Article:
Wednesday evening, 63° and clear
Listening to My Morning Jacket, Grab a Body
This morning my daughter Charlotte, who is away studying agriculture at Michigan State University, texted some images to me. She’s currently reading State of Love & Trust and was inspired to draw this story’s characters. This got me thinking about the keys I use when describing fictional characters.
A little backstory: I have always written, and Charlotte has always drawn. I still have the first person she ever drew, which looked like a smiling potato with stick arms and legs. That was pretty impressive detail for a two-year-old.
Throughout much her childhood I’ve been working on one novel or another, and the roots of State of Love & Trust go back to when she was still in elementary school. She always asked if she could read my story, and I always said yes … when you’re 18. But as it happened, I put that manuscript away for a lot of years and began polishing it for publication shortly after she’d left for college.
She’s 19 now. While she was packing for this year’s fall semester I offered her a copy of my newly published book. I didn’t know if or when she’d get around to reading it; college is a busy time. To my delight, she dug right into it and has shared her reactions with me along the way. It’s been a blast hearing her perspective on Ellie and Saint’s slow-burning, Pearl Jam fueled relationship.
Describing Fictional Characters
The beauty of fiction is how heavily it relies on the reader’s imagination. I believe in engaging the reader by keeping the story moving and not getting bogged down in unnecessarily descriptive details. Descriptions, even when they’re wonderfully executed, can be a drag if they don’t move the story forward or contribute to characterization.
When describing fictional characters, respect the POV character first, reader imagination second, and don’t bog it down with details or purple prose. A single, evocative word can do more for characterization than pages of purple prose. You can’t completely control how your readers will envision your story’s characters anyway. You’ll want to give them an idea of the characters physical appearance, then let their imaginations take over so they’re fully engaged with the story.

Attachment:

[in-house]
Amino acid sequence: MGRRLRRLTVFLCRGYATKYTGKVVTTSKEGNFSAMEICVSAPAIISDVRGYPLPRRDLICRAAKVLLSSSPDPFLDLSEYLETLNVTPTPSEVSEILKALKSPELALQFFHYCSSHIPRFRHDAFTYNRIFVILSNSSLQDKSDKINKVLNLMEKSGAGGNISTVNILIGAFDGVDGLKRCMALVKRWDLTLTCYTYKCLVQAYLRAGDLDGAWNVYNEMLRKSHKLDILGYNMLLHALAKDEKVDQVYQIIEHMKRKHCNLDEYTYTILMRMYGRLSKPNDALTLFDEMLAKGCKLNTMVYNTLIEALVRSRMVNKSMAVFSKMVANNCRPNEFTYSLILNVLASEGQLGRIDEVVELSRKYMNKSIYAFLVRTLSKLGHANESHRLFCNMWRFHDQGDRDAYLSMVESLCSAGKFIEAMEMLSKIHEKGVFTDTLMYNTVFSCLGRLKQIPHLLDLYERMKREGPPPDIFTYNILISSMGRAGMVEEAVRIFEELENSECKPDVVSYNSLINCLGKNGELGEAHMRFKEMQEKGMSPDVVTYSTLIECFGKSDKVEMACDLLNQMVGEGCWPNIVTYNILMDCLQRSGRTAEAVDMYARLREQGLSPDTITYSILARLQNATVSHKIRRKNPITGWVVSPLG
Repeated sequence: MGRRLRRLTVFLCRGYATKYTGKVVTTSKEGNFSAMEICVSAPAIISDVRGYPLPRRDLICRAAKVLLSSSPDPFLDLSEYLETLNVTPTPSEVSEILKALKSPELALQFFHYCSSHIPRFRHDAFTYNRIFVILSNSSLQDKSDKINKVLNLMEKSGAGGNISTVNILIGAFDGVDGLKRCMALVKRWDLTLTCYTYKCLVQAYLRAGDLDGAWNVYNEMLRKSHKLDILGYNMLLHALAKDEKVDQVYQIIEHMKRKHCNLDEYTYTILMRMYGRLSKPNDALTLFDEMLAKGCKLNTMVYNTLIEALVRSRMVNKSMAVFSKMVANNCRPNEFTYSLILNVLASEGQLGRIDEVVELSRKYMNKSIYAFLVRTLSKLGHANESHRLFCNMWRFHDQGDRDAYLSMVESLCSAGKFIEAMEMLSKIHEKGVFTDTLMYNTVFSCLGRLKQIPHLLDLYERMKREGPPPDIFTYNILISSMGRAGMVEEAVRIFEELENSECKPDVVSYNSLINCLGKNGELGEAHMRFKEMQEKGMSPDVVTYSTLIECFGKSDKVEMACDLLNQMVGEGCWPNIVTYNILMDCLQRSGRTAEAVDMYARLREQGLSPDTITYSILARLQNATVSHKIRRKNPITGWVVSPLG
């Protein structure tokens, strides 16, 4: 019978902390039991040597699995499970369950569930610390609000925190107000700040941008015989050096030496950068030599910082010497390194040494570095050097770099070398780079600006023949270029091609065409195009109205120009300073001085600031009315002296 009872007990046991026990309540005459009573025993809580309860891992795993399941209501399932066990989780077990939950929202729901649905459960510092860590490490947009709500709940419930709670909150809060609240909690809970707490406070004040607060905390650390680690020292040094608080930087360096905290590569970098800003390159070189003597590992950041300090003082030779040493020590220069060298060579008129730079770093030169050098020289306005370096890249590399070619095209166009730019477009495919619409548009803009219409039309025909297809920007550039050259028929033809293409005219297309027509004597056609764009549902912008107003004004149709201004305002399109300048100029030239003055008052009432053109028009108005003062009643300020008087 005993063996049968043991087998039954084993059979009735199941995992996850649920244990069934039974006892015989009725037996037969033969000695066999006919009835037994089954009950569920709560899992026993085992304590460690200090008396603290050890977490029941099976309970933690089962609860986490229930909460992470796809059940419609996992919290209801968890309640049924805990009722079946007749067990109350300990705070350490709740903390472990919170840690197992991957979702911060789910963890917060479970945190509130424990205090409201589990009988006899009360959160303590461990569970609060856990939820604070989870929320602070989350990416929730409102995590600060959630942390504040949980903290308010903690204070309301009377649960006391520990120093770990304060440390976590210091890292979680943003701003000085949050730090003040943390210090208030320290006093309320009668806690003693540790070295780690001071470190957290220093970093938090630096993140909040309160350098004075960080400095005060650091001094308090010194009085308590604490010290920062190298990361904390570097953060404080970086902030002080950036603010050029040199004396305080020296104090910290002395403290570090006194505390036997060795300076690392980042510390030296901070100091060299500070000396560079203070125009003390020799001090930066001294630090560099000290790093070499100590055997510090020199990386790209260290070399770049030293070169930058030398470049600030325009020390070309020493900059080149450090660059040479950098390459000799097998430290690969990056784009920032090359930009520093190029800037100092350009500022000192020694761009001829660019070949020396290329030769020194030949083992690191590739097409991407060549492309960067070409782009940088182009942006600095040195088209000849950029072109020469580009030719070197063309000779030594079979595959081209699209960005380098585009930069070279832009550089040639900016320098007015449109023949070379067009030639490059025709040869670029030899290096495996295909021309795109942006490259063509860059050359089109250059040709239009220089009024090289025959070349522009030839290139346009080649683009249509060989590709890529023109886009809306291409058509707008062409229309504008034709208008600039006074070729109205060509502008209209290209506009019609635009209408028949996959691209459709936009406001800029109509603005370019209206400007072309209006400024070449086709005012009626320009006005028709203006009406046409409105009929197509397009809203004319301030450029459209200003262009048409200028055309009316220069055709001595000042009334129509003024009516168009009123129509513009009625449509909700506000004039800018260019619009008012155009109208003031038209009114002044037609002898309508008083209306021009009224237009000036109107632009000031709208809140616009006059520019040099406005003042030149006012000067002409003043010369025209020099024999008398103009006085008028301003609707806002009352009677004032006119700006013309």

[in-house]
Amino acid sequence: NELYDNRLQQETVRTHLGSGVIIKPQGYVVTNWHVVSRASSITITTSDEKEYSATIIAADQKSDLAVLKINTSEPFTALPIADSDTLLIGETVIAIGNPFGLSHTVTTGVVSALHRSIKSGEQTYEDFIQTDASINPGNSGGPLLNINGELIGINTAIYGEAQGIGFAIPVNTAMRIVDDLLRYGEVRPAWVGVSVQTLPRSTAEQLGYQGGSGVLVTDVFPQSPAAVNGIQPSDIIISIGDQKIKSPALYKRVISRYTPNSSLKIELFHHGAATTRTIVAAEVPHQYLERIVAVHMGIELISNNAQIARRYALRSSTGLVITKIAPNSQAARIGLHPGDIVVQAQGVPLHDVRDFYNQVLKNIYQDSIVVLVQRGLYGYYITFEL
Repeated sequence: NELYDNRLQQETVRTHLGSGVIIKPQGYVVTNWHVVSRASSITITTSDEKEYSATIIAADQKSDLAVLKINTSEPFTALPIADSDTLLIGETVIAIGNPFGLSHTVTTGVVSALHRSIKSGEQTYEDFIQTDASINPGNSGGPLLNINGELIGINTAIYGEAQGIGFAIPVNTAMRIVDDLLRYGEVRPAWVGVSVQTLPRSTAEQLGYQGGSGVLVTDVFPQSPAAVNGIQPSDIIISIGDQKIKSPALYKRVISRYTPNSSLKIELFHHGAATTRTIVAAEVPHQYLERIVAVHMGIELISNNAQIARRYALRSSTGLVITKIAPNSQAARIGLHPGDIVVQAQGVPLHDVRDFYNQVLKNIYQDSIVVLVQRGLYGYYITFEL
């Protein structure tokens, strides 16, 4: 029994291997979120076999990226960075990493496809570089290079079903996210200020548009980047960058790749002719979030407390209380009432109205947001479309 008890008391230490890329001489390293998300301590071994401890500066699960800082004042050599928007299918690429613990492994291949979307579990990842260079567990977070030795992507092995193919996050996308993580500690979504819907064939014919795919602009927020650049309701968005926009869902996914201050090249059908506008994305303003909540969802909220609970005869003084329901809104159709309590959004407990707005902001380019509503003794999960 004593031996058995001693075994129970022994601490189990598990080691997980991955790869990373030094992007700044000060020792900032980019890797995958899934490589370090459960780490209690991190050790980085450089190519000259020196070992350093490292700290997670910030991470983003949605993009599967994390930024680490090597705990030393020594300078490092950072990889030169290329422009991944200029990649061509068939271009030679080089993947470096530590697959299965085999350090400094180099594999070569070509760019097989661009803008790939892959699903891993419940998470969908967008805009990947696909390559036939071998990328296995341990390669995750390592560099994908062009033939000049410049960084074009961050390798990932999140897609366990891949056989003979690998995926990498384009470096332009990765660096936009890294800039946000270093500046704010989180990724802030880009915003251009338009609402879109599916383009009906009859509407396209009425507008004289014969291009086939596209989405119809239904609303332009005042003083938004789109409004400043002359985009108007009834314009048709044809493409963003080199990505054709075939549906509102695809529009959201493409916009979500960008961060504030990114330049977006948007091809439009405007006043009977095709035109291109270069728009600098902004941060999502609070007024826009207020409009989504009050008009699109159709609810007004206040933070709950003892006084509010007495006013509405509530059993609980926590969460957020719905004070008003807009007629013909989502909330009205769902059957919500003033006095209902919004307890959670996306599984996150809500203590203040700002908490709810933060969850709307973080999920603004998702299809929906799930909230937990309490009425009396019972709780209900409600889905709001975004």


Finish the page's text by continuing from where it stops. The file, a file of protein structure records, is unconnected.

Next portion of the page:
Great characterization will always stem more from how a character thinks and behaves than how she looks. Ellie Rafferty, the main character in State of Love & Trust, is someone who will lie for a friend, eavesdrop, make up her own strange religion, feed a dog that terrifies her, snap to a judgment, and overspend on Pearl Jam merchandise. These things say so much more about her than her hair color, eye color or height could ever convey.
Since the stories I write are in deep first-person point of view, character descriptions (really, all descriptions) are strictly limited to what the viewpoint character would observe or think. For example, Clive may describe Becca as more beautiful than she actually is, because he’s so in love with her. Ellie might refer to her hair as “going all frizapalooza” as she fights to keep it under control, but she’s not going to describe it. By the same token, she’s fascinated with Saint and has no problem going into detail about him, right down to his roasted-cashew scent.
As a writer, it is incredible to see how readers react to your work, and a rare treat to get a glimpse into what they imagine the characters look like. It’s also wonderful to know that your story has made enough of an impression that a reader would take the time and effort to draw the characters. Even if that reader is your daughter.
Or maybe, especially if she is.
I’m quite proud of Charlotte. She is brave, compassionate, smart, determined and a very hard worker. And she can draw, too.